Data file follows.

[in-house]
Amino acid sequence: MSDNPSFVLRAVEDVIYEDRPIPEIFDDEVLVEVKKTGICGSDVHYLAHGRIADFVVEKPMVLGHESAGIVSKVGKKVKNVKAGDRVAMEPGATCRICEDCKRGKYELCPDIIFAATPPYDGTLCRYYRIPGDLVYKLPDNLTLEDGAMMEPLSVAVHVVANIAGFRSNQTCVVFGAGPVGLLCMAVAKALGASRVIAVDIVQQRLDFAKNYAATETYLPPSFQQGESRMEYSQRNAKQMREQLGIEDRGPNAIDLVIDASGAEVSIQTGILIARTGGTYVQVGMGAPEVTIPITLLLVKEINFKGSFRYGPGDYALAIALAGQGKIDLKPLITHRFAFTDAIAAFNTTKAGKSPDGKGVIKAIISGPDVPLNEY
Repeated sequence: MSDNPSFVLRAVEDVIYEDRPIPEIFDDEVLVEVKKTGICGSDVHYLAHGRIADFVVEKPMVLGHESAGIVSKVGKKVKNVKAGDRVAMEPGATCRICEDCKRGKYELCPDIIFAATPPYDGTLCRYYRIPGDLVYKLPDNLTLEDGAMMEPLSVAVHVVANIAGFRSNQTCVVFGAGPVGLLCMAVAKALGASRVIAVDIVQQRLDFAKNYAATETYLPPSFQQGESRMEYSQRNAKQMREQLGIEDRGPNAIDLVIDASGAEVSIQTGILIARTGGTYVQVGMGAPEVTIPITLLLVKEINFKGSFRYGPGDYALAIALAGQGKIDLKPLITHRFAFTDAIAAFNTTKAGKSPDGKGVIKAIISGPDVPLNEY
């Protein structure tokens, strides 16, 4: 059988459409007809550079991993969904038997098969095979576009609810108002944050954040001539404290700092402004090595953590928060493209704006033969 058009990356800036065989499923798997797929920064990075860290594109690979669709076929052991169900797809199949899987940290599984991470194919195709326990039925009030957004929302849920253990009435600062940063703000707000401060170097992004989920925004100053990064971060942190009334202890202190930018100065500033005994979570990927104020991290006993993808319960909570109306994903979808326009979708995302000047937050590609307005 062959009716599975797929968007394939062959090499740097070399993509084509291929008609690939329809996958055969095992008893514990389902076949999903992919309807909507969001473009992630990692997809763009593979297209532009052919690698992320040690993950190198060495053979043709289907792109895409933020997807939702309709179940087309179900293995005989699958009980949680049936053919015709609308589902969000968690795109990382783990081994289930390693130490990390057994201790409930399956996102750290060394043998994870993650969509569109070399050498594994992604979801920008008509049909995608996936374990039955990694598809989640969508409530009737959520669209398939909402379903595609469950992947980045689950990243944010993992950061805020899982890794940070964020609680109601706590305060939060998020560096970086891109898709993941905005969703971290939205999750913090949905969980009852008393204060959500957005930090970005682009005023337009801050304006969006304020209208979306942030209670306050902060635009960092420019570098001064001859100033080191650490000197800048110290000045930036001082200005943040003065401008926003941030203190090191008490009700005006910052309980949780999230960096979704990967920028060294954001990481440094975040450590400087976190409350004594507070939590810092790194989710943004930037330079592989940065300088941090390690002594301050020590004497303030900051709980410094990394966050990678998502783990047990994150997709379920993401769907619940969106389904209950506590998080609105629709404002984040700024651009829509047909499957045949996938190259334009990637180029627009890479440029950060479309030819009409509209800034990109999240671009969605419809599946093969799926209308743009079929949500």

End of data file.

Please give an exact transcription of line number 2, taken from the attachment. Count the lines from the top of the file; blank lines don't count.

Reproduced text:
Amino acid sequence: MSDNPSFVLRAVEDVIYEDRPIPEIFDDEVLVEVKKTGICGSDVHYLAHGRIADFVVEKPMVLGHESAGIVSKVGKKVKNVKAGDRVAMEPGATCRICEDCKRGKYELCPDIIFAATPPYDGTLCRYYRIPGDLVYKLPDNLTLEDGAMMEPLSVAVHVVANIAGFRSNQTCVVFGAGPVGLLCMAVAKALGASRVIAVDIVQQRLDFAKNYAATETYLPPSFQQGESRMEYSQRNAKQMREQLGIEDRGPNAIDLVIDASGAEVSIQTGILIARTGGTYVQVGMGAPEVTIPITLLLVKEINFKGSFRYGPGDYALAIALAGQGKIDLKPLITHRFAFTDAIAAFNTTKAGKSPDGKGVIKAIISGPDVPLNEY